Despite his vast importance to twentieth-century theology, Jurgen Moltmann's Christology has yet to receive the same level of in-depth exploration as other topics in his thought. Samuel Youngs addresses this lacuna, providing the first exhaustive analysis of Moltmann's doctrine of Christ, including its key developments and controversial elements.
Youngs argues that Moltmann's doctrine of Christ is best understood as a unique variation of kenotic Christology. This vision of Christ encapsulates not only a series of vibrant ethical and eschatological points, but also serves Moltmann's overarching theological goal of empowering a church that lives and ministers “under the cross.”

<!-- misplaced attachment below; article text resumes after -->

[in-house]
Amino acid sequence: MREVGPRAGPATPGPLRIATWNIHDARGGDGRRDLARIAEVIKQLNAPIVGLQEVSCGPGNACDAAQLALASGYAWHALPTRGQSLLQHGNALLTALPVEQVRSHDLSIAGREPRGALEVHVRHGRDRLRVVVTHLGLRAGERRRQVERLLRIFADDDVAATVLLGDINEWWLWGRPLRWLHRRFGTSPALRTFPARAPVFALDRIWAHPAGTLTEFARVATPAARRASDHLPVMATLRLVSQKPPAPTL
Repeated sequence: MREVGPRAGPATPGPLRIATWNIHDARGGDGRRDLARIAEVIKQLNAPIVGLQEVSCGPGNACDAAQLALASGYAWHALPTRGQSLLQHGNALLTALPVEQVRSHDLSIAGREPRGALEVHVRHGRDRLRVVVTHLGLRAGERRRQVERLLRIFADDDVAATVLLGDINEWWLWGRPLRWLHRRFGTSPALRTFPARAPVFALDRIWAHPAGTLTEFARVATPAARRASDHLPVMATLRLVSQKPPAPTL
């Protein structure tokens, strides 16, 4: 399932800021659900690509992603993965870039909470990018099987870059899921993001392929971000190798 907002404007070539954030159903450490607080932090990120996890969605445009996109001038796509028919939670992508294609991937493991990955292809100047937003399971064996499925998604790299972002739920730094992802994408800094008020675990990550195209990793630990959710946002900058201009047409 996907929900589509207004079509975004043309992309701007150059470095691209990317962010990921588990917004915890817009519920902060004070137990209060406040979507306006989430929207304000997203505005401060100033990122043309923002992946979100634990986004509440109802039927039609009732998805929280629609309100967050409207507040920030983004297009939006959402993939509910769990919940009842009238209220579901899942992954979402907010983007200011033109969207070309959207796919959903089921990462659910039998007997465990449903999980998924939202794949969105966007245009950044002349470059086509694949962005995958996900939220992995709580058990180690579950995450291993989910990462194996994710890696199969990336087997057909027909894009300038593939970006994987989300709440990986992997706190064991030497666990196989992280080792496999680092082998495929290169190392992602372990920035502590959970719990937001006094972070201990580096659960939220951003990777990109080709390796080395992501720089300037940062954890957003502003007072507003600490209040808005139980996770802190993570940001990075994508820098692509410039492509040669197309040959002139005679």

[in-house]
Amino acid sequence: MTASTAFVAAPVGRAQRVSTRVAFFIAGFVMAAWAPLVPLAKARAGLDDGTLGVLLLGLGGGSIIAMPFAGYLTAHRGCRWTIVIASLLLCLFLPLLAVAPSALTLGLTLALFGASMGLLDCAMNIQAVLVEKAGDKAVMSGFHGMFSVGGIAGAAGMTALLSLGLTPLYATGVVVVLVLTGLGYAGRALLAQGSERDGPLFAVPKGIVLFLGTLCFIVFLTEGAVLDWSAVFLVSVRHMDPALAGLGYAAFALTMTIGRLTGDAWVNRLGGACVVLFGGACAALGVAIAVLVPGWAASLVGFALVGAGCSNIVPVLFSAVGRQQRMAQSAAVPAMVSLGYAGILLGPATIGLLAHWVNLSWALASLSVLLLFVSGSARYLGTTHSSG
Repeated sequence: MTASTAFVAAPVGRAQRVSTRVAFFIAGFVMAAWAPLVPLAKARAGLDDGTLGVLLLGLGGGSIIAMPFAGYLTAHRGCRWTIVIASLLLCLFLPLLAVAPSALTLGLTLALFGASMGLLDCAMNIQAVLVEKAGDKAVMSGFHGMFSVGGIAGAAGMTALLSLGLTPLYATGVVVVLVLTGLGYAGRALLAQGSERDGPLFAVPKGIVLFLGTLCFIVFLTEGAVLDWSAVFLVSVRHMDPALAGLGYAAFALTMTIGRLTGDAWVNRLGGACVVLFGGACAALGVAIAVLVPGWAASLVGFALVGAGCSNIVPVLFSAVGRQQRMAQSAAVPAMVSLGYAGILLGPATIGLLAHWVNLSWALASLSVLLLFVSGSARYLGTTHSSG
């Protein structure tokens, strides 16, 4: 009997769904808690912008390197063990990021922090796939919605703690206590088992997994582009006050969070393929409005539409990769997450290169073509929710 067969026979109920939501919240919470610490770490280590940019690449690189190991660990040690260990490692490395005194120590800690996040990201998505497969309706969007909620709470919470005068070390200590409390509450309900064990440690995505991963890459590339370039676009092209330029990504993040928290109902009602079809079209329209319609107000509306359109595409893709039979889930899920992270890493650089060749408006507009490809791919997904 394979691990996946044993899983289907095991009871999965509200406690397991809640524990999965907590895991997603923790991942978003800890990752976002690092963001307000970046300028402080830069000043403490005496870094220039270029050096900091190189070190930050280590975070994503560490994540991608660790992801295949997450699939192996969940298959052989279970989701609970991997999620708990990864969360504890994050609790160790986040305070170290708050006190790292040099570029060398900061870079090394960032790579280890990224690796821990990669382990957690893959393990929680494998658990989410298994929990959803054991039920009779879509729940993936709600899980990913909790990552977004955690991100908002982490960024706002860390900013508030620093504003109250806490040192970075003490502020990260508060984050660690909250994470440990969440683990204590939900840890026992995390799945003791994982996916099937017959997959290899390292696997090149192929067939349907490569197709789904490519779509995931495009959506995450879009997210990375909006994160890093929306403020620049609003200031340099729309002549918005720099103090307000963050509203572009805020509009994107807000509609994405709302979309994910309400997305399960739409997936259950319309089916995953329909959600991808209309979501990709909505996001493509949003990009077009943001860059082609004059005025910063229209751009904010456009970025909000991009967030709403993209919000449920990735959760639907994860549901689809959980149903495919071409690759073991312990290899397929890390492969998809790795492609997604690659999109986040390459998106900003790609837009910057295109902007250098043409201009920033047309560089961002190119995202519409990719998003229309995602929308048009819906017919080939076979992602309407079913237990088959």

Part I highlights key facets of Moltmann's theological method before unfolding the range of diverse themes that characterize his Christology. Part II explores Moltmann's use of the “kenosis hymn” of Philippians 2, before interrogating Moltmann's relationship to christological tradition. Part III engages in an original systematization of Moltmann's Christology, centered on the theme of manifold, relational kenosis.